Feeds

Intel beats Q1 expectations, jacks up revenue forecast

Says Thai flood effect now all washed up

The essential guide to IT transformation

Intel crept in over expectations with its Q1 results today, though its silicon business dipped 2 per cent on the previous year's slightly longer quarter.

The chip giant characterized its Q1 performance as a "solid start" to the year, and was bullish enough to jack up its expectations for the second quarter.

Revenues were $12.91bn in the quarter ending March 31, a shade over last year's $12.857bn. Net income came in at $2.7bn, compared to last year's $3.16bn. The firm pointed out that this year's Q1 was a week shorter than last year.

This landed the firm with earnings per share of $0.53 diluted, or $0.56 non-GAAP. Analysts had been expecting EPS of $0.50 on revenues of $12.84bn.

In a statement, CEO Paul Otellini described the numbers as "a solid start" to what should be another growth year. The firm said it expected second quarter revenues to come in at $13.6bn, give or take half a billion, compared to the $13.43bn Wall St currently expects.

All the firm's silicon business units showed slight dips on the previous year, as Intel continued to suffer from the continuing hit from last year's Thai floods and the knock-on effect on industry inventory - not to mention that missing week.

Nevertheless, in a statement Intel said PC sales had played out of as expected, and it did not expect any further hit from the disk drive shortage in future.

Otellini said the second quarter should benefit from "the first Intel-based smart phones in the market" as well as high volumes of its 22nm tri-gate tech and "the ramp of our best server product ever". ®

Next gen security for virtualised datacentres

More from The Register

next story
6 Obvious Reasons Why Facebook Will Ban This Article (Thank God)
Clampdown on clickbait ... and El Reg is OK with this
No, thank you. I will not code for the Caliphate
Some assignments, even the Bongster decline must
Caught red-handed: UK cops, PCSOs, specials behaving badly… on social media
No Mr Fuzz, don't ask a crime victim to be your pal on Facebook
Barnes & Noble: Swallow a Samsung Nook tablet, please ... pretty please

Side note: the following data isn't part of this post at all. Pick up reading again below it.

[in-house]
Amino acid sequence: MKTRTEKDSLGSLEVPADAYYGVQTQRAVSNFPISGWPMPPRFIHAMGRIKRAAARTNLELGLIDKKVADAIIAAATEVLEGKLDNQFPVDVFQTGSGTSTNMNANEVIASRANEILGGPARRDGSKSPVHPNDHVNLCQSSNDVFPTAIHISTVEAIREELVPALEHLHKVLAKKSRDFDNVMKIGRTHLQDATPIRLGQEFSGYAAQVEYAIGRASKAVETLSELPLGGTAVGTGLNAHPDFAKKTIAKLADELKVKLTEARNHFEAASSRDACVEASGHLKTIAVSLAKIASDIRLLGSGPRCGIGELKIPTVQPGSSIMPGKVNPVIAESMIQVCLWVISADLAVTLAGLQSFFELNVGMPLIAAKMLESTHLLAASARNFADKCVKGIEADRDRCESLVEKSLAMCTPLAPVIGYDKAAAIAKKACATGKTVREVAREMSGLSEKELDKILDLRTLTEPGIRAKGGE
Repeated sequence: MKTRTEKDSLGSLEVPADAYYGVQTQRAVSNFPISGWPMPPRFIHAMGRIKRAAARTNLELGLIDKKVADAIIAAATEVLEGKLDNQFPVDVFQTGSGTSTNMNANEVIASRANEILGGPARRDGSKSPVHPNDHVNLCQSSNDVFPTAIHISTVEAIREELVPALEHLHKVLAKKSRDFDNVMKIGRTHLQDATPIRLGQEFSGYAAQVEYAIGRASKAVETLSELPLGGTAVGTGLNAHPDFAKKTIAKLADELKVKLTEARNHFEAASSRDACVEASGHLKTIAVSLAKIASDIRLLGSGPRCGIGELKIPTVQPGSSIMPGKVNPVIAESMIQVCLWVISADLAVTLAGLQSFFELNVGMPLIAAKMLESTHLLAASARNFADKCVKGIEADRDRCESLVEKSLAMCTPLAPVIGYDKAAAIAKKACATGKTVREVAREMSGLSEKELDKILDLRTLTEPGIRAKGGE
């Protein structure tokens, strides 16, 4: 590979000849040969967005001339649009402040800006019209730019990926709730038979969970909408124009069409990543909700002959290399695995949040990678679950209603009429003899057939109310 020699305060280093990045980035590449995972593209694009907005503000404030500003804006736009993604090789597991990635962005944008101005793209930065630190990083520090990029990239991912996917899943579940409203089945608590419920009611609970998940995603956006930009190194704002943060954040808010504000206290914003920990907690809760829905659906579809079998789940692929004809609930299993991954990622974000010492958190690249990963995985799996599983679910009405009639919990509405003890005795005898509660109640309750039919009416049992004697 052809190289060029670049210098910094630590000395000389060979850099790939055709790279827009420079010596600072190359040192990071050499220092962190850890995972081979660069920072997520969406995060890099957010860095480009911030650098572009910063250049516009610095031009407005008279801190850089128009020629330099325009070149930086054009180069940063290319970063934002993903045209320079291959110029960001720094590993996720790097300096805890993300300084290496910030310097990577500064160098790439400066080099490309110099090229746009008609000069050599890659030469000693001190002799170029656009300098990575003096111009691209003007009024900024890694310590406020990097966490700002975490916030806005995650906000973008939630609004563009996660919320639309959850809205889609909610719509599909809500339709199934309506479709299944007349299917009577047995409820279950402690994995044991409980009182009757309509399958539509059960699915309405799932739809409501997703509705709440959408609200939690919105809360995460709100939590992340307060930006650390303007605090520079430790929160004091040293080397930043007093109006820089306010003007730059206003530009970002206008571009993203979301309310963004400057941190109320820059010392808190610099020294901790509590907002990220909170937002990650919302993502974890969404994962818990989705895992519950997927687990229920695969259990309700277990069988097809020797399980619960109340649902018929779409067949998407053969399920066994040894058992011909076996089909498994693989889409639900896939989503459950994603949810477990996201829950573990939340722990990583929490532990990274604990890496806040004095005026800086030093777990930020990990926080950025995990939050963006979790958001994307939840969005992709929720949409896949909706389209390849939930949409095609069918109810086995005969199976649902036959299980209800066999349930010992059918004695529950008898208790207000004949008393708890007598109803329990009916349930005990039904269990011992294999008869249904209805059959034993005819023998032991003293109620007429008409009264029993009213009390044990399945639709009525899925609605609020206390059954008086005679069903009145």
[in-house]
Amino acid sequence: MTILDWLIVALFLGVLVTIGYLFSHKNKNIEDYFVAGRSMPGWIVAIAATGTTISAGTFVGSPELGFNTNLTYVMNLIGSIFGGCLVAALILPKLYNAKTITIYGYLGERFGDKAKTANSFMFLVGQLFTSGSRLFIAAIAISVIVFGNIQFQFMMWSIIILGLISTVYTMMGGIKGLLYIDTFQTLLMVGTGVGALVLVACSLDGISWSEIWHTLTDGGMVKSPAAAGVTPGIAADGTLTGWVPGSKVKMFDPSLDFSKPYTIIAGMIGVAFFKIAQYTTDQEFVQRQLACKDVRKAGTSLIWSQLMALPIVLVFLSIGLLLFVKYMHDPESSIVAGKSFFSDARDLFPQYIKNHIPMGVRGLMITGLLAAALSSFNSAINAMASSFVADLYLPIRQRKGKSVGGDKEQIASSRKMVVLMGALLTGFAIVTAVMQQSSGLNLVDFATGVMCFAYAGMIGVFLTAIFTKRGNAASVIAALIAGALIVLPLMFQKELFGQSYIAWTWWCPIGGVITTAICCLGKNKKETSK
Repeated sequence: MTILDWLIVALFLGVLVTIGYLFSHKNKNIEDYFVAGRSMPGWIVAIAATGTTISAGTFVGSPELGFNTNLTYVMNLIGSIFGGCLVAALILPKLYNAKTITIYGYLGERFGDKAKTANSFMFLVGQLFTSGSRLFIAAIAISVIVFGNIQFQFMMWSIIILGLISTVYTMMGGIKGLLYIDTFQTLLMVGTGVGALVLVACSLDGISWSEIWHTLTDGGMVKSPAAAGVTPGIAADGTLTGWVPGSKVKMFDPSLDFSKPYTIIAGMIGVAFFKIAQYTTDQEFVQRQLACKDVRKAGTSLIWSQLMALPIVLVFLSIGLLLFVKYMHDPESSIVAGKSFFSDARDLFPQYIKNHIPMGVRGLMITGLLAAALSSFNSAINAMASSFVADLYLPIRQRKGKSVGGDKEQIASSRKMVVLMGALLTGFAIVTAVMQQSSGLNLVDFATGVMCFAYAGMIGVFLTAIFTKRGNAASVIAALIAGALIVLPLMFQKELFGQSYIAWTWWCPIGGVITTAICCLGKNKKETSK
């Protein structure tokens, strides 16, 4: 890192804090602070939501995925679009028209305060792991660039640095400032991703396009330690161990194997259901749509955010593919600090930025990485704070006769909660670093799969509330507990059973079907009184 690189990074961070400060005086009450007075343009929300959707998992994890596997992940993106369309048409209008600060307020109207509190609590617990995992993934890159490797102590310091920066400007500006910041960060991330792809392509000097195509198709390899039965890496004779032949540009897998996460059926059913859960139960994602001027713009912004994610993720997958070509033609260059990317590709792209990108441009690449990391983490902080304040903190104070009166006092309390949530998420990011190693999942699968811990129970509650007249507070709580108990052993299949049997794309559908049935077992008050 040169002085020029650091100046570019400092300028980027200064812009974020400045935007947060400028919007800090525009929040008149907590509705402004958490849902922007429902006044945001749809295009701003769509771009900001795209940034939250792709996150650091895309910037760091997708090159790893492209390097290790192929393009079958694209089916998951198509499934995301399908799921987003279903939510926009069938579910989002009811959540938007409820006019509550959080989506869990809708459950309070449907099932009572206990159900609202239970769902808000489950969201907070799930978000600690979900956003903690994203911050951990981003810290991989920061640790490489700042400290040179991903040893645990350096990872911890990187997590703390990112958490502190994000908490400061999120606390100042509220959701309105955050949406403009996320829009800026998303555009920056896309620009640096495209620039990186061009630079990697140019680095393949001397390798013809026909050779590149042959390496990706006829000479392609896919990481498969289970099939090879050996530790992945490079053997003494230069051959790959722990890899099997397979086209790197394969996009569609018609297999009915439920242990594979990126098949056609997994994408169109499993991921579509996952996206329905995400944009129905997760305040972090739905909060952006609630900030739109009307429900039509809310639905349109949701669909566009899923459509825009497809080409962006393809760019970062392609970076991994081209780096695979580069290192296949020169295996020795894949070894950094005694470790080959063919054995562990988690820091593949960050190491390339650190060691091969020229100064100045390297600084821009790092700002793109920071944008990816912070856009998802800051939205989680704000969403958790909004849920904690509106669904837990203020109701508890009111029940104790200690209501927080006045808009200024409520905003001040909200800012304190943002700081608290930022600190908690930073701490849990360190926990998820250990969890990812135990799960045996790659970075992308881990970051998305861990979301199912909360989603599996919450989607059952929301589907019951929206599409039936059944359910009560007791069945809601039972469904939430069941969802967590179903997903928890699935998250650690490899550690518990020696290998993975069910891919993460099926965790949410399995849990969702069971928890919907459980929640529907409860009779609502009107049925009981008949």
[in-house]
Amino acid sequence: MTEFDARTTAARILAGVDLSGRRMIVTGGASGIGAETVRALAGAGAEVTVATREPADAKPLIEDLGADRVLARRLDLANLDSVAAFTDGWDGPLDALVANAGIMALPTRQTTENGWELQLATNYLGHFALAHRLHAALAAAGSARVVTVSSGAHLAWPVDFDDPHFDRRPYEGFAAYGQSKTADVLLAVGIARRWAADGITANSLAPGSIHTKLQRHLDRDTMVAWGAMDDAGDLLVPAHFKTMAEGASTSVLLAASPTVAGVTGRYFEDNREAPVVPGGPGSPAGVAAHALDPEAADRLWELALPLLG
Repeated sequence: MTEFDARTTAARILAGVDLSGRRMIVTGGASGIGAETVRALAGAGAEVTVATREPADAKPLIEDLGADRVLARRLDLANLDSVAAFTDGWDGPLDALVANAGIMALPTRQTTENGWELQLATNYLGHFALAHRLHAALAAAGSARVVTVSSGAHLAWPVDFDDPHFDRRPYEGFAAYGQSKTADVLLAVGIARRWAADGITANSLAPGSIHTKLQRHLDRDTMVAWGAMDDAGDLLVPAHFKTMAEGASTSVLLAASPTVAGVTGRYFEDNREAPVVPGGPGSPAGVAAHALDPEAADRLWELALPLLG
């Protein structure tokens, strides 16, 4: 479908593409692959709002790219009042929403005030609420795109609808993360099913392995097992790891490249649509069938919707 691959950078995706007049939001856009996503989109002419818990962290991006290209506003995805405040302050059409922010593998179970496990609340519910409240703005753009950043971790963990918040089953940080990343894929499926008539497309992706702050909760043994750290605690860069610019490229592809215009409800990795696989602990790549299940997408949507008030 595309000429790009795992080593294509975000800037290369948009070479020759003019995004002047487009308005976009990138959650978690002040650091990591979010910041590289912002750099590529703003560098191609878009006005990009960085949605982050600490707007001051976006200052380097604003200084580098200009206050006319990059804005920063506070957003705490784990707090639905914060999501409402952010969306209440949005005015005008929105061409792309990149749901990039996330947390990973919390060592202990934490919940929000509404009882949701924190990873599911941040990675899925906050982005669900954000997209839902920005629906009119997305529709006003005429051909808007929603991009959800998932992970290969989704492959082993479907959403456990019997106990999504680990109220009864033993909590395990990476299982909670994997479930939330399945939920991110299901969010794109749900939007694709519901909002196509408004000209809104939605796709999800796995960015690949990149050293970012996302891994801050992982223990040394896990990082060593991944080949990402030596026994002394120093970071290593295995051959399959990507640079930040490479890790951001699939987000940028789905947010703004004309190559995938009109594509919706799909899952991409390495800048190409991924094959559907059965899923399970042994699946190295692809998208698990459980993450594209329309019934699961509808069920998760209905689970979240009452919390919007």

Novelslab finally on sale with ($199 - $20) price tag
Ballmer leaves Microsoft board to spend more time with his b-balls
From Clippy to Clippers: Hi, I see you're running an NBA team now ...
Banking apps: Handy, can grab all your money... and RIDDLED with coding flaws
Yep, that one place you'd hoped you wouldn't find 'em
Video of US journalist 'beheading' pulled from social media
Yanked footage featured British-accented attacker and US journo James Foley
Call of Duty daddy considers launching own movie studio
Activision Blizzard might like quality control of a CoD film
Primetime precrime? Minority Report TV series 'being developed'
I have to know. I have to find out what happened to my life
prev story

Whitepapers

A new approach to endpoint data protection
What is the best way to ensure comprehensive visibility, management, and control of information on both company-owned and employee-owned devices?
Implementing global e-invoicing with guaranteed legal certainty
Explaining the role local tax compliance plays in successful supply chain management and e-business and how leading global brands are addressing this.
Maximize storage efficiency across the enterprise
The HP StoreOnce backup solution offers highly flexible, centrally managed, and highly efficient data protection for any enterprise.
How modern custom applications can spur business growth
Learn how to create, deploy and manage custom applications without consuming or expanding the need for scarce, expensive IT resources.
Next gen security for virtualised datacentres
Legacy security solutions are inefficient due to the architectural differences between physical and virtual environments.